But if in your fear you would seek only love’s peace and love’s pleasure,
Then it is better for you that you cover your nakedness and pass out of love’s threshing-floor, Into the seasonless world where you shall laugh, but not all of your laughter, and weep, but not all of your tears. (Kahlil Gibran)
It’s not at all what I imagined. There is no clearly delineated crisis. No affair. No argument. No absence of affection. Love abides.
The predator is more insidious. Incestuous even. So close that we cannot pull ourselves away to get a good look. At other times so subtle–that we wonder if we’re imagining it.
WHAT’S GOING ON! I want to scream, but I don’t know who to ask. We are both complicit without knowing how.
The only thing that seems to ease this dark place is “presence.” And so I breathe, and soften and try to let their be space.
And the oak tree and the cypress grow not in each other’s shadow.
Didn’t we choose those exact words for our wedding? But did we honor them?
We were too afraid.
My mother cautioned me about our incessant togetherness. But what did she know? Two marriages ended on her.
And then we multiplied our togetherness–becoming parents–collapsing in on each other while simultaneously finding ourselves further away.
It is only now, this many years later, that we seek to plumb the depth of our intimacy and reclaim that which brought us together.
Perhaps the words we chose 20 years ago were meant to find us here in this place. Perhaps they were unknowingly sent ahead as scouts.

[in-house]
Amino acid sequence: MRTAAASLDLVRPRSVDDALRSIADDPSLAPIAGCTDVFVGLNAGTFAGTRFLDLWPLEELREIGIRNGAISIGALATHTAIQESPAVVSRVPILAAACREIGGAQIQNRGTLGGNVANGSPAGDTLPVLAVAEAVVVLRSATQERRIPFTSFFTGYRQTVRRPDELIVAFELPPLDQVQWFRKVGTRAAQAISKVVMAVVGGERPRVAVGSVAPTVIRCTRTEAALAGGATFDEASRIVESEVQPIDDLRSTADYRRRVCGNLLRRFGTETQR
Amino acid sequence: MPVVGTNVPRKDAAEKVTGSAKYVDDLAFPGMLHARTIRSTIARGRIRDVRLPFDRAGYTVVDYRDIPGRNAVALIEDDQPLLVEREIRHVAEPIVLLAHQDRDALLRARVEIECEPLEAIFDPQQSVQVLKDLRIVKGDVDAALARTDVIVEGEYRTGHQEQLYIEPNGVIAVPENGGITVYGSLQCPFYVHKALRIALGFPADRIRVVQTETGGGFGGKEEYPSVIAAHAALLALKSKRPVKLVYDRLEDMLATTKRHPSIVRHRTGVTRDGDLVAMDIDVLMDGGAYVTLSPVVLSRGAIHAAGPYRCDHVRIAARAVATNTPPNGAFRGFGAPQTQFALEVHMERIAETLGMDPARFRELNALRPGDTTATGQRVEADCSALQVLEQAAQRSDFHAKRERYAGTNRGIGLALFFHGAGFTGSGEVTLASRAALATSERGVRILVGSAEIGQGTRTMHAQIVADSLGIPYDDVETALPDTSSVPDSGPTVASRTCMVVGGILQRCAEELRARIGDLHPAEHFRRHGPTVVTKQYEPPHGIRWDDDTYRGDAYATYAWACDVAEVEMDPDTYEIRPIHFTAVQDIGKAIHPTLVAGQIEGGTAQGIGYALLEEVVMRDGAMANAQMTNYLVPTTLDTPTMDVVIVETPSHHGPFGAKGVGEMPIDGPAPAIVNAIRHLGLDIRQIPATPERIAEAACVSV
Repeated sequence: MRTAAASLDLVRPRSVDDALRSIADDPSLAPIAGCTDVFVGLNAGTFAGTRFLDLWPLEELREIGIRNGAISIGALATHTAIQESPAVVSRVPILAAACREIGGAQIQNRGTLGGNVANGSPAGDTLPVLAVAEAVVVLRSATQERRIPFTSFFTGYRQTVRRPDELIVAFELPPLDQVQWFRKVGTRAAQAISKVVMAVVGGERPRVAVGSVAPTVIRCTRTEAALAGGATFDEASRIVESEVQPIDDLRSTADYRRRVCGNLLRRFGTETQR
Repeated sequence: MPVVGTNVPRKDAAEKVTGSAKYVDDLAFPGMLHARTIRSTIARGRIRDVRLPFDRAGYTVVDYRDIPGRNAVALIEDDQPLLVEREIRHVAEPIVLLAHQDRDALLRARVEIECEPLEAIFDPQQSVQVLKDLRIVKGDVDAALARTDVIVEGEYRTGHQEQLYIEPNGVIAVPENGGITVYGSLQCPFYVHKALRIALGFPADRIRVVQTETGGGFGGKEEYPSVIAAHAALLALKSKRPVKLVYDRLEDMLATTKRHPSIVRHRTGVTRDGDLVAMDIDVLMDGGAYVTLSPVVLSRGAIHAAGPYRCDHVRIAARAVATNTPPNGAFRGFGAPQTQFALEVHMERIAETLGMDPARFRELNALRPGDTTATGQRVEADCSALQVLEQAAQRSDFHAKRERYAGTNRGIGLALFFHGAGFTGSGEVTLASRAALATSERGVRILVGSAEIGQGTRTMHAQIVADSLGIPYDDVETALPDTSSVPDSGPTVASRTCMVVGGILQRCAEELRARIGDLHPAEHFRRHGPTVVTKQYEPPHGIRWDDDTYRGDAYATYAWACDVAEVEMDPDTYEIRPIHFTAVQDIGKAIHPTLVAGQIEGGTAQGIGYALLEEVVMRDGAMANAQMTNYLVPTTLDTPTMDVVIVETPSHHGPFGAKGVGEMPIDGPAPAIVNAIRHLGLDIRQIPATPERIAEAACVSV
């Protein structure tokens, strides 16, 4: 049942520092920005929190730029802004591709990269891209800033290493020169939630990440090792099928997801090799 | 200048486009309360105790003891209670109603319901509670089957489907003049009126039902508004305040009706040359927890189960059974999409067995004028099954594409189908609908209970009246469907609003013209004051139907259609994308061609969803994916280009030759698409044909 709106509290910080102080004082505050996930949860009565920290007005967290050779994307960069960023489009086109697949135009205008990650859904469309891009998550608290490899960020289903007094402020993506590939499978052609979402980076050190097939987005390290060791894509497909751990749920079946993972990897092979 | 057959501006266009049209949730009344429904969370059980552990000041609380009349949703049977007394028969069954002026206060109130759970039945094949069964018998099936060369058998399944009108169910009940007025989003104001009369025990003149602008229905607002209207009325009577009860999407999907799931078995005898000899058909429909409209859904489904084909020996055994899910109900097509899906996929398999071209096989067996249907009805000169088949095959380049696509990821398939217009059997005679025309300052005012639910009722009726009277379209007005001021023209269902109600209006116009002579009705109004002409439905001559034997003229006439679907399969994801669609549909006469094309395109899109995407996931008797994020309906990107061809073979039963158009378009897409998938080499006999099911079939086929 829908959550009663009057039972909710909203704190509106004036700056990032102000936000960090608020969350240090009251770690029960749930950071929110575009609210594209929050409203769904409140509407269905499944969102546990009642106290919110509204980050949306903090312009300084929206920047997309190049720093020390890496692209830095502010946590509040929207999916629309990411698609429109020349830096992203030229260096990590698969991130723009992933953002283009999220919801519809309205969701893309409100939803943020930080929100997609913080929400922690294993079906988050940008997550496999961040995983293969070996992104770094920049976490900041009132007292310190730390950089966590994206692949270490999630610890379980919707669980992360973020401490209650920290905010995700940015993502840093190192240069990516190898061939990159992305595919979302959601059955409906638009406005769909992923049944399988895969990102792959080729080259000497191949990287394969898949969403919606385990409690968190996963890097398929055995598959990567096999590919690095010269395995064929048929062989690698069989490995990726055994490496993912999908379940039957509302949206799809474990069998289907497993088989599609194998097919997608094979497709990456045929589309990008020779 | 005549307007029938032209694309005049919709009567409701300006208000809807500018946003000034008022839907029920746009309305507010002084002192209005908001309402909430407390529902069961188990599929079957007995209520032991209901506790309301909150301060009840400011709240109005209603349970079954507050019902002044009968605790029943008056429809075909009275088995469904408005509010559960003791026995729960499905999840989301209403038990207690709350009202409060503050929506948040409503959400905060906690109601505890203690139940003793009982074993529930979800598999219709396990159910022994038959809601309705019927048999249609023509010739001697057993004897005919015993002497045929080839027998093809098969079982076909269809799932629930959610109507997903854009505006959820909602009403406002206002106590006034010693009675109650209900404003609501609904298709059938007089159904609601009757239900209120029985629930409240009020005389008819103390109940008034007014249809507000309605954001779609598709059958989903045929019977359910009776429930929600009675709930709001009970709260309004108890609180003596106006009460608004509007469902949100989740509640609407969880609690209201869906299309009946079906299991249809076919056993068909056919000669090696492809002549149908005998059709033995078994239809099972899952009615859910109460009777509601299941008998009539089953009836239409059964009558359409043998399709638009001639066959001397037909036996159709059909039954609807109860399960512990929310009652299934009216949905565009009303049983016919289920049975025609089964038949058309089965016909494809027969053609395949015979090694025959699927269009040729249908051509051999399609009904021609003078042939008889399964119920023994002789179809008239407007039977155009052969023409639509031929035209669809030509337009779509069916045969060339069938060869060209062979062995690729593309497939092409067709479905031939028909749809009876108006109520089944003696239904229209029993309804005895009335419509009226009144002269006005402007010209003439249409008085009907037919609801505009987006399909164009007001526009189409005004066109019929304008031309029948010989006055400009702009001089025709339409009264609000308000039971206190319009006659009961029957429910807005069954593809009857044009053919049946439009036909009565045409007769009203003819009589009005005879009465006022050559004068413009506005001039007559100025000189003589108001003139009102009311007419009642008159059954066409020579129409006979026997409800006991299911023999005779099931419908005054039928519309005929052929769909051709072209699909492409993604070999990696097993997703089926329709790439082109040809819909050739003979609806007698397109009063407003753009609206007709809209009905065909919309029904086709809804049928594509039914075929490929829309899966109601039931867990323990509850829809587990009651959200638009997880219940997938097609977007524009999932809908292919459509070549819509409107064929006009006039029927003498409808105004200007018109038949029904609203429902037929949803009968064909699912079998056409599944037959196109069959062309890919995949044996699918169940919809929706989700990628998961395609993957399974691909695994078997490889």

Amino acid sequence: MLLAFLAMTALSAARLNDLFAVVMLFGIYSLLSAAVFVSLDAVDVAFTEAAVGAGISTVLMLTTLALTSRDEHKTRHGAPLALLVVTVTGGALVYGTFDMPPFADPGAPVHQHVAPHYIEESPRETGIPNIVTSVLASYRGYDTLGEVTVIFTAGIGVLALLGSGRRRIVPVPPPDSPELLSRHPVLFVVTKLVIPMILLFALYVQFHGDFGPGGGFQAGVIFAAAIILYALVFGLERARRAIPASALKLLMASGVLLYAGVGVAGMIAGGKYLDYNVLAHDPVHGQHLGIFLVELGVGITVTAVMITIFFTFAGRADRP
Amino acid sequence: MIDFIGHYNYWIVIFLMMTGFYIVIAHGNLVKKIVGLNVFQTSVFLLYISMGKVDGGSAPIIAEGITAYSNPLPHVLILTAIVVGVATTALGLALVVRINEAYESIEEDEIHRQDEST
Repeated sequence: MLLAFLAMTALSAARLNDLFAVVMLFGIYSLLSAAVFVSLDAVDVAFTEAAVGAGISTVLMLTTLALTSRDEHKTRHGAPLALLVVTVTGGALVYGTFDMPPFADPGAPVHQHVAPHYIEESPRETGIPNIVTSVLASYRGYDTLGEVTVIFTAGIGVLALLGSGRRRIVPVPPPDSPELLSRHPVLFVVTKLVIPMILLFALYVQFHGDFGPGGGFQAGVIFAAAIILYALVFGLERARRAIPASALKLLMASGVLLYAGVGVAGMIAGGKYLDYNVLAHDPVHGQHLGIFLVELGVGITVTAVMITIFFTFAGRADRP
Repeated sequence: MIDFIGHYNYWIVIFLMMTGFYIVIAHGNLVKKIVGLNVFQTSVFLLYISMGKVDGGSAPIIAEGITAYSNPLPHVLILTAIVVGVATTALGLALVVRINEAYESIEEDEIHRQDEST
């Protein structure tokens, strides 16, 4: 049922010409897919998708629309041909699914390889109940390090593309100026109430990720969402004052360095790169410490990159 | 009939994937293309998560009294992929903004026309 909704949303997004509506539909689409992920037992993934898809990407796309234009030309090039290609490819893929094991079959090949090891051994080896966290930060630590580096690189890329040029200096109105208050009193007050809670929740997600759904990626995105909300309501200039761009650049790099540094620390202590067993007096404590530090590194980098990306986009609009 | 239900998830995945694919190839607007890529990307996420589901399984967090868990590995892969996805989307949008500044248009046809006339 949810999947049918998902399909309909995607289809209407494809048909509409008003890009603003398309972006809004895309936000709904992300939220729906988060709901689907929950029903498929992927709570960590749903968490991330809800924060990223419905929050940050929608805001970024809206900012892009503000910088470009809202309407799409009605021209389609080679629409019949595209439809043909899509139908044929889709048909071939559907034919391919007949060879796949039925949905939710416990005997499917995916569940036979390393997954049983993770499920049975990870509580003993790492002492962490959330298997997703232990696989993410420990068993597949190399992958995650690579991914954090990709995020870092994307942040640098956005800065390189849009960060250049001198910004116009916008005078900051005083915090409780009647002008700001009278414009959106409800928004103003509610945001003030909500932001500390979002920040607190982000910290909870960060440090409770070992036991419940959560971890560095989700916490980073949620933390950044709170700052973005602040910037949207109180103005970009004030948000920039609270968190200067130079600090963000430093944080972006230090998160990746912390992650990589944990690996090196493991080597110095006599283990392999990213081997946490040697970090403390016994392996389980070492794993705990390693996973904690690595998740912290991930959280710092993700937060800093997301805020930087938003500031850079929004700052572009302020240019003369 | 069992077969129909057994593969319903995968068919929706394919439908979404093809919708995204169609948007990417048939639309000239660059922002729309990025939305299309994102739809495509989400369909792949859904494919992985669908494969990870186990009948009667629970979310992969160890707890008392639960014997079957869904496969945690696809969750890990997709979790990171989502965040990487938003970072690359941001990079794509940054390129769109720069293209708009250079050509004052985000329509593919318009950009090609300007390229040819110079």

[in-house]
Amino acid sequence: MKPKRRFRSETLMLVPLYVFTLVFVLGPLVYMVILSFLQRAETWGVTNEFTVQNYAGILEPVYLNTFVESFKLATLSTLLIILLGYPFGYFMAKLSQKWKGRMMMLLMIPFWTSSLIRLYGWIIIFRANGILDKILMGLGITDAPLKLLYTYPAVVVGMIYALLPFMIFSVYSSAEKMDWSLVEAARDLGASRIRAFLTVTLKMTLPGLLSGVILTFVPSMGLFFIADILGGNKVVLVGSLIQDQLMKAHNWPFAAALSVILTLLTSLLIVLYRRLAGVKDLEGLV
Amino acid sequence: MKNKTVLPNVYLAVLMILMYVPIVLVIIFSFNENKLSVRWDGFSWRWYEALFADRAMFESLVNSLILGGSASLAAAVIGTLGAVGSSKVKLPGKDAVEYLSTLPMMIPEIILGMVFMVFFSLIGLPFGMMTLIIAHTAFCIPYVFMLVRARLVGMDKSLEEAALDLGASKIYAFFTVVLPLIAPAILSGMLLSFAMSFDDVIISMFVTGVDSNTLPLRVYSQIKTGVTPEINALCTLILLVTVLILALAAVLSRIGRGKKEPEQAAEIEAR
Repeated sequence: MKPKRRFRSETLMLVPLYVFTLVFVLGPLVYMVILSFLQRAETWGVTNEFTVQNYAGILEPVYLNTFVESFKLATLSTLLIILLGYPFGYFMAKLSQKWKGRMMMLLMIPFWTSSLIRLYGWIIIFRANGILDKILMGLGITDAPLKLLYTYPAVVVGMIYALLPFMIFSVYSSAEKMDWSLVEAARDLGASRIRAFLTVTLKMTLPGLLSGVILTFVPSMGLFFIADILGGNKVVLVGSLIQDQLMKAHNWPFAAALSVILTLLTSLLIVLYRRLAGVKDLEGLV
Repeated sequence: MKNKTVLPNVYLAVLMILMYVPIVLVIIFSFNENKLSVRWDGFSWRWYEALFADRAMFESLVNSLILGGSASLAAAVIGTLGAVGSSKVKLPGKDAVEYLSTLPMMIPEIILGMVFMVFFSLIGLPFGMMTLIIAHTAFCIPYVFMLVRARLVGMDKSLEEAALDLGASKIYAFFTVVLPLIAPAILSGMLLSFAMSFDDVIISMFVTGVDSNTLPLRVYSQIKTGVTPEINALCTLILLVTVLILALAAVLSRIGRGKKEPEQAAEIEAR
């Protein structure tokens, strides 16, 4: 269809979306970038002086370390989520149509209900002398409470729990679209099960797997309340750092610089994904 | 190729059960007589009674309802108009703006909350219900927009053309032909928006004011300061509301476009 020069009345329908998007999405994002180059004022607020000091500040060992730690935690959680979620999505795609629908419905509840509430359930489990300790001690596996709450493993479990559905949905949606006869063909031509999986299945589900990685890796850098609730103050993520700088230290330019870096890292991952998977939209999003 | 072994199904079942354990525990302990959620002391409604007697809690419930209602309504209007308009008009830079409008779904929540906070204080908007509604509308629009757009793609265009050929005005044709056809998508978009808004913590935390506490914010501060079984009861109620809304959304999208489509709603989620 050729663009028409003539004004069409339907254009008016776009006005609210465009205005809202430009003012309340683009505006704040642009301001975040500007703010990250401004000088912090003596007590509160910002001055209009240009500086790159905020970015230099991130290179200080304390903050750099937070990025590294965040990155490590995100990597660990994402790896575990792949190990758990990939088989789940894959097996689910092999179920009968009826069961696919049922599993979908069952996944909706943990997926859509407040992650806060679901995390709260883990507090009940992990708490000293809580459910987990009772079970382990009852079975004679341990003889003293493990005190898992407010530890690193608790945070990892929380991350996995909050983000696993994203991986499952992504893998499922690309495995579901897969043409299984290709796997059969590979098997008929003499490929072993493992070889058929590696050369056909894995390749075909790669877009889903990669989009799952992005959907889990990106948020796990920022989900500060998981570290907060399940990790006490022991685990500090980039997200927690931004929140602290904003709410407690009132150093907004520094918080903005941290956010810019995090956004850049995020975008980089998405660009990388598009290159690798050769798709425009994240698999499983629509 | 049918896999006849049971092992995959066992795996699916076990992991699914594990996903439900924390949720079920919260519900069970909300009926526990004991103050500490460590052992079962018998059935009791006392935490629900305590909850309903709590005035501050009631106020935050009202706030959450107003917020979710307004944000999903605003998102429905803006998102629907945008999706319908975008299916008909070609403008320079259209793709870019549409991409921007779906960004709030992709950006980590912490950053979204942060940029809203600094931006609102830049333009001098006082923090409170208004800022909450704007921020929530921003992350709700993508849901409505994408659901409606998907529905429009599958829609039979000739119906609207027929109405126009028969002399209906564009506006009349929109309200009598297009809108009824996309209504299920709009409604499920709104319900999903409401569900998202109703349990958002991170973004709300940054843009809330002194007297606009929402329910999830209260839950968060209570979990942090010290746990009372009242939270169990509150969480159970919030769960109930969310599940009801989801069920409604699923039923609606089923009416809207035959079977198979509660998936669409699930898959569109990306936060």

Let there be spaces in your togetherness,
And let the winds of the heavens dance between you.
Give your hearts, but not into each other’s keeping.
For only the hand of Life can contain your hearts.
Perhaps Kahlil Gibran wasn’t so much talking about separate vacations and different friends, but about a deeper kind of space–space for the winds of heaven.
Love one another, but make not a bond of love:
Let it rather be a moving sea between the shores of your souls.
Fill each other’s cup but drink not from one cup.
Give one another of your bread but eat not from the same loaf.
Sing and dance together and be joyous, but let each one of you be alone,
Even as the strings of a lute are alone though they quiver with the same music.
Weren’t we listening?
Given the the depth of the words we chose, how is it that we are now surprised by this season of darkness.
When love beckons to you, follow him,
Though his ways are hard and steep.
And when his wings enfold you yield to him,
Though the sword hidden among his pinions may wound you.
And when he speaks to you believe in him,
Though his voice may shatter your dreams
as the north wind lays waste the garden.
For even as love crowns you so shall he crucify you.
Even as he is for your growth so is he for your pruning.
Even as he ascends to your height and caresses your tenderest branches that quiver in the sun,
So shall he descend to your roots and shake them in their clinging to the earth.
Perhaps, it is not only between the two of us that there needs to be space, but all around us, so that we may surrender to love’s course.
…And think not you can direct the course of love, for love, if it finds you worthy, directs your course.
Like sheaves of corn he gathers you unto himself.
He threshes you to make you naked.
He sifts you to free you from your husks.
He grinds you to whiteness.
He kneads you until you are pliant…
All these things shall love do unto you that you may know the secrets of your heart, and in that knowledge become a fragment of Life’s heart.
And so, we step onto this small clearing of meaning created long, long ago–and hold fast to the knowing that our hearts are being opened to the deeper secrets of love.
And how about you? Have you been in the forest too?? And where has love taken you by surprise? (Scroll down to the comment section below.)
(excerpts from Kahlil Gibran, on Love and On Marriage)